At least 50 to 60 birds. I don’t know how many roosters were mixed in there but there’s a lot of birds just got up. It was getting way up ahead of us?
Yeah, they’re just too far out of gun range… dogs ain’t pointing so… best keep going. Now and then we would catch a straggler and our group managed to bag a couple roosters during the first couple passes. Find em’. Find em’, Hank! TC, Dead! Hunt, dead! Hunt, dead! Right here, he’s blocking… Come here, Hank! Come here, Hank! Come here! Dead up here! Hank! Dead up here! Dead, hunt dead… Hunt dead… hunt dead… Good boy, TC! Good boy! Get down. We got one, Zach! We finally got us one over here. Richard got a bird. We had finally got a rooster locked down. We’ve had tons of birds, just real ‘flighty’ today, but we had a good point over here with the dogs… with a hen. It just happened to be a hen, you know? Just like Richard had predicted, as we walked across the field the shooting opportunities did increase. Rooster! Rooster! Dead rooster! Dead, dog. Dead bird! When this rooster got up I almost dropped my shotgun at the same time, he almost dropped his camera! Really?
Yeah! Stop it.
Stop it! I had a hen get up. That roosters up ahead and he’s looking at that line. He’s gotta figure out, ‘Okay, where’s the weak link in that line?’ That’s right. That’s right. Hen! Hen! Hen! Getting some action here in central Kansas. I don’t know how many we picked up this… this pass, but we’ve been making passes back and forth. These wild birds are just real ‘flighty’ and uh… They’ve been getting up out in front of us. We’re kind of pinching them down. We’ve gotten pretty good bit of points this last pass, so dogs are working good, which is cool to see, man. See this many wild birds and one morning? Can’t beat it! I seen the bird rock and it went about… maybe a hundred yards and lit again. I told Tyler it went down in front of us and we got up there and dog was on point… Tyler walked up next to the dog. I said, ‘No, step right over in front of the dog.’ He walked over there…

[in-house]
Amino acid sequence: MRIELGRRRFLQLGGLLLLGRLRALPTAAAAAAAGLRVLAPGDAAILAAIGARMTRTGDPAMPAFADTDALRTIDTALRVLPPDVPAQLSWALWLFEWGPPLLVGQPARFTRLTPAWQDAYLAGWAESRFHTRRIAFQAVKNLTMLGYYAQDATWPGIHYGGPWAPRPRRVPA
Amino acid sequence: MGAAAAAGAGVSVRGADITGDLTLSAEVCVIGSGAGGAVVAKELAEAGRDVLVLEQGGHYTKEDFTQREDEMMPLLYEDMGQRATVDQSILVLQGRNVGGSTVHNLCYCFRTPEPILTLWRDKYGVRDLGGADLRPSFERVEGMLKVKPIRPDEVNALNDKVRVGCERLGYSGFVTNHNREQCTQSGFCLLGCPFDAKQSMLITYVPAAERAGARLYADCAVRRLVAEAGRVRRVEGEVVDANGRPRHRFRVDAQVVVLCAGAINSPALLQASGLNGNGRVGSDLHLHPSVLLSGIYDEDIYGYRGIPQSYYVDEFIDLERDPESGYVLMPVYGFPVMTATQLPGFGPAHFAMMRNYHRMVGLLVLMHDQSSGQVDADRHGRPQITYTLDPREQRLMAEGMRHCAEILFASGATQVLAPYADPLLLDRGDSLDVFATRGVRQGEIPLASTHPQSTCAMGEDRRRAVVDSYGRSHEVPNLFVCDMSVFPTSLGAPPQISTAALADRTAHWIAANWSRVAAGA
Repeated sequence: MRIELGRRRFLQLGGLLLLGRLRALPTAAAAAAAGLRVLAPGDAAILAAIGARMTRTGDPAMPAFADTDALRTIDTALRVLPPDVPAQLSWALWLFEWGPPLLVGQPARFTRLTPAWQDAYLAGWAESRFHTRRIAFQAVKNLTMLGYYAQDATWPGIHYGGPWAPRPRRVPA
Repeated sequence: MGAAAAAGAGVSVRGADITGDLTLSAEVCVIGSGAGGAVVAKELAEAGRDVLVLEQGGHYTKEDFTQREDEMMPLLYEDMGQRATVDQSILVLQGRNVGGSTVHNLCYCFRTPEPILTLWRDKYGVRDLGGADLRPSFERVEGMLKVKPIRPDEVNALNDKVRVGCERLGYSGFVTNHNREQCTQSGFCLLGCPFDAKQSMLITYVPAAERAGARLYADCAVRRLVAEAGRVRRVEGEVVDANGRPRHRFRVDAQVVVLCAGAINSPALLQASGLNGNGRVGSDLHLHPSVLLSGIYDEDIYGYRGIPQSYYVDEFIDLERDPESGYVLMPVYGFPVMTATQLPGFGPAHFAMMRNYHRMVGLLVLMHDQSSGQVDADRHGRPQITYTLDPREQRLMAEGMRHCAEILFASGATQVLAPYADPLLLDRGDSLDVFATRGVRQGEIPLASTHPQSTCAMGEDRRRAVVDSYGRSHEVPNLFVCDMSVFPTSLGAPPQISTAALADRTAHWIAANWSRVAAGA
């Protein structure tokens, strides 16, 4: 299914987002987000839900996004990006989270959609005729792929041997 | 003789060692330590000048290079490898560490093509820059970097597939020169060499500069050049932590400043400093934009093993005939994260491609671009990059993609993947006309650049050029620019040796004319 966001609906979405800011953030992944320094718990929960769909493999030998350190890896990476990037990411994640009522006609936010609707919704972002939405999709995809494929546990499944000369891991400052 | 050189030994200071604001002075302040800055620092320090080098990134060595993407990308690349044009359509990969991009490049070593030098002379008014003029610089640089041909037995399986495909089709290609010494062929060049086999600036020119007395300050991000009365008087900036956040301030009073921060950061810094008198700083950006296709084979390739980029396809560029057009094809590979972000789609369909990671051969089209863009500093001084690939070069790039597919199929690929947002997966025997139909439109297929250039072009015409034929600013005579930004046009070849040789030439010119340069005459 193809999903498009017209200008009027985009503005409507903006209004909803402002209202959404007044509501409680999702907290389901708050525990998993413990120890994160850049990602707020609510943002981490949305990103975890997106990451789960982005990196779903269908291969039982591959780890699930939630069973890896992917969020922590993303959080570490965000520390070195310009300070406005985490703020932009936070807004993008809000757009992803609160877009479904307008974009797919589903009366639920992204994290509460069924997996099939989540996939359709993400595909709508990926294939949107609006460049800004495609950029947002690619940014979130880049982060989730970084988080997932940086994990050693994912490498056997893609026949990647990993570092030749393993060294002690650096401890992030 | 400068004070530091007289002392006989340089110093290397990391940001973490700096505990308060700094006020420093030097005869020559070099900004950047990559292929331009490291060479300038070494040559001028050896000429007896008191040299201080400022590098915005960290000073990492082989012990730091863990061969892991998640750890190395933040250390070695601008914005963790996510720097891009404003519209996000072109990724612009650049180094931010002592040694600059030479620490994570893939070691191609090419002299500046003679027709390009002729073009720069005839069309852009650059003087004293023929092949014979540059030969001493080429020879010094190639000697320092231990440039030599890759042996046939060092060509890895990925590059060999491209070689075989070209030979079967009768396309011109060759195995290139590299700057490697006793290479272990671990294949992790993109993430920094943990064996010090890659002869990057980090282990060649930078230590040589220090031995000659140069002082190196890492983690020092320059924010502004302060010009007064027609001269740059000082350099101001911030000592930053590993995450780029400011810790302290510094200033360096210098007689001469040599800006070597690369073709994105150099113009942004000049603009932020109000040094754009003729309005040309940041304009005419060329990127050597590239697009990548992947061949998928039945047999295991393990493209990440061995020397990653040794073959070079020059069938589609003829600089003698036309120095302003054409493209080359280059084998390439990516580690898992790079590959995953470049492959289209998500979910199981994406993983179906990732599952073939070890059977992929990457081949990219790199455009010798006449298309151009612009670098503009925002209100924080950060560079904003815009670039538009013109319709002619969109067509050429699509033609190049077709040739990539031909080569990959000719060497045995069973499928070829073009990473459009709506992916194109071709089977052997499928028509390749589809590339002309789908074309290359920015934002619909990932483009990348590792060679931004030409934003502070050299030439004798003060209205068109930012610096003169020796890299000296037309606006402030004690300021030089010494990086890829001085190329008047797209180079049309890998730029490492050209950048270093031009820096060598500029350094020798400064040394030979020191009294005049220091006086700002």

Looks like he’s staring right at it, and by God, he was! It was right there! So I kicked him, and he kind of did a half… Tried to fly.
Yeah… He started running and… the dogs were chasing him and all of a sudden, here comes Darren like Carl Lewis! 40-yard dash after that son-of-a-gun… Lays out!
Superman dives… and belly flops and grabs the pheasant! So, based on what we saw earlier I guess they hunt birds a little different in Kansas. They like to jump on them, where we just shoot them. So… We like the wing them and then, you know, the human element comes in, you know… The thrill of the chase, I guess.
We don’t like to waste any shotgun shells. Hey, anything I can do to entertain you guys, I’m here for you. Gaps in the line of shooters created avenues of escape for some birds while others went into stealth mode hoping to avoid the dogs. Hen! Rooster! Bring it in! Bring it in! Don’t let it get away! Good girl! Good girl! My bird! Good shot! As we pinched the birds each step teased us with the possibility of the next rooster. Thank you!
You bet ya. Good shot! Kansas rooster! Suddenly to my left, Darrin knocks down a rooster… and the dogs all went for the retrieve. Dead! Dead. Dead bird! Well, finally got one knocked down. That guy was going, I was really leading the heck out of that one. Taking my first Kansas rooster was something I had on the old bucket list for 63 years… and doing it with this group of guys will always be a great memory. We got a couple over there. The old man got one earlier. That one we just knocked down. Starting to pick up. We got the blockers up there. We’re kind of pinching the birds, finally. Starting to see a little more action… It took a while. It was a big field, but we’re finally getting up here where we’re starting to see some numbers. They’re starting to hold a little tighter, so we’re getting some shots on them. We basically would get a couple of Setters out and we would kind of put them out with–